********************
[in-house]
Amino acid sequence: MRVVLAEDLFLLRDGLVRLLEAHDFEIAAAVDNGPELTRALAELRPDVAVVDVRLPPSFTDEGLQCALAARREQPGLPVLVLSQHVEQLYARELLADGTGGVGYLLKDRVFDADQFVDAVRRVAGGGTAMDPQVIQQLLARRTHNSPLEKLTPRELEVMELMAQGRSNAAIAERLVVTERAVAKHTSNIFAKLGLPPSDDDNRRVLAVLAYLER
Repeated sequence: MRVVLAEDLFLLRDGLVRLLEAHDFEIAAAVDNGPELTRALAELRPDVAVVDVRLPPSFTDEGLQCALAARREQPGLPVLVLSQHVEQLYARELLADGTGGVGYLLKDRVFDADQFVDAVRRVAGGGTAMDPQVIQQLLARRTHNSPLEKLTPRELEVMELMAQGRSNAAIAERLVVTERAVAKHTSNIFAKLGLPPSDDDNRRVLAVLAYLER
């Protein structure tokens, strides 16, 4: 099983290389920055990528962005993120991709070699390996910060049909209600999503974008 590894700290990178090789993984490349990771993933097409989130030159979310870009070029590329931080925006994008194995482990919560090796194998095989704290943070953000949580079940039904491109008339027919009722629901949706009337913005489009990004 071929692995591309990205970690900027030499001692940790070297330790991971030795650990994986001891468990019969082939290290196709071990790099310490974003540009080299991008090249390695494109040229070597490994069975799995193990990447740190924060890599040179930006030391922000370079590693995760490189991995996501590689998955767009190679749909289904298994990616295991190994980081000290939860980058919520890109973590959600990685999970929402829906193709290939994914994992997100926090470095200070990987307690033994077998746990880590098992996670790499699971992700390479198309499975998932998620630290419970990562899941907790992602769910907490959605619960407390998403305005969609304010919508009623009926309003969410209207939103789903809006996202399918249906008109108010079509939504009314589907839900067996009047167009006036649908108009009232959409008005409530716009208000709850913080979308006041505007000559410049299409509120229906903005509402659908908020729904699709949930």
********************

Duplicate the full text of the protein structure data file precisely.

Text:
[in-house]
Amino acid sequence: MRVVLAEDLFLLRDGLVRLLEAHDFEIAAAVDNGPELTRALAELRPDVAVVDVRLPPSFTDEGLQCALAARREQPGLPVLVLSQHVEQLYARELLADGTGGVGYLLKDRVFDADQFVDAVRRVAGGGTAMDPQVIQQLLARRTHNSPLEKLTPRELEVMELMAQGRSNAAIAERLVVTERAVAKHTSNIFAKLGLPPSDDDNRRVLAVLAYLER
Repeated sequence: MRVVLAEDLFLLRDGLVRLLEAHDFEIAAAVDNGPELTRALAELRPDVAVVDVRLPPSFTDEGLQCALAARREQPGLPVLVLSQHVEQLYARELLADGTGGVGYLLKDRVFDADQFVDAVRRVAGGGTAMDPQVIQQLLARRTHNSPLEKLTPRELEVMELMAQGRSNAAIAERLVVTERAVAKHTSNIFAKLGLPPSDDDNRRVLAVLAYLER
């Protein structure tokens, strides 16, 4: 099983290389920055990528962005993120991709070699390996910060049909209600999503974008 590894700290990178090789993984490349990771993933097409989130030159979310870009070029590329931080925006994008194995482990919560090796194998095989704290943070953000949580079940039904491109008339027919009722629901949706009337913005489009990004 071929692995591309990205970690900027030499001692940790070297330790991971030795650990994986001891468990019969082939290290196709071990790099310490974003540009080299991008090249390695494109040229070597490994069975799995193990990447740190924060890599040179930006030391922000370079590693995760490189991995996501590689998955767009190679749909289904298994990616295991190994980081000290939860980058919520890109973590959600990685999970929402829906193709290939994914994992997100926090470095200070990987307690033994077998746990880590098992996670790499699971992700390479198309499975998932998620630290419970990562899941907790992602769910907490959605619960407390998403305005969609304010919508009623009926309003969410209207939103789903809006996202399918249906008109108010079509939504009314589907839900067996009047167009006036649908108009009232959409008005409530716009208000709850913080979308006041505007000559410049299409509120229906903005509402659908908020729904699709949930």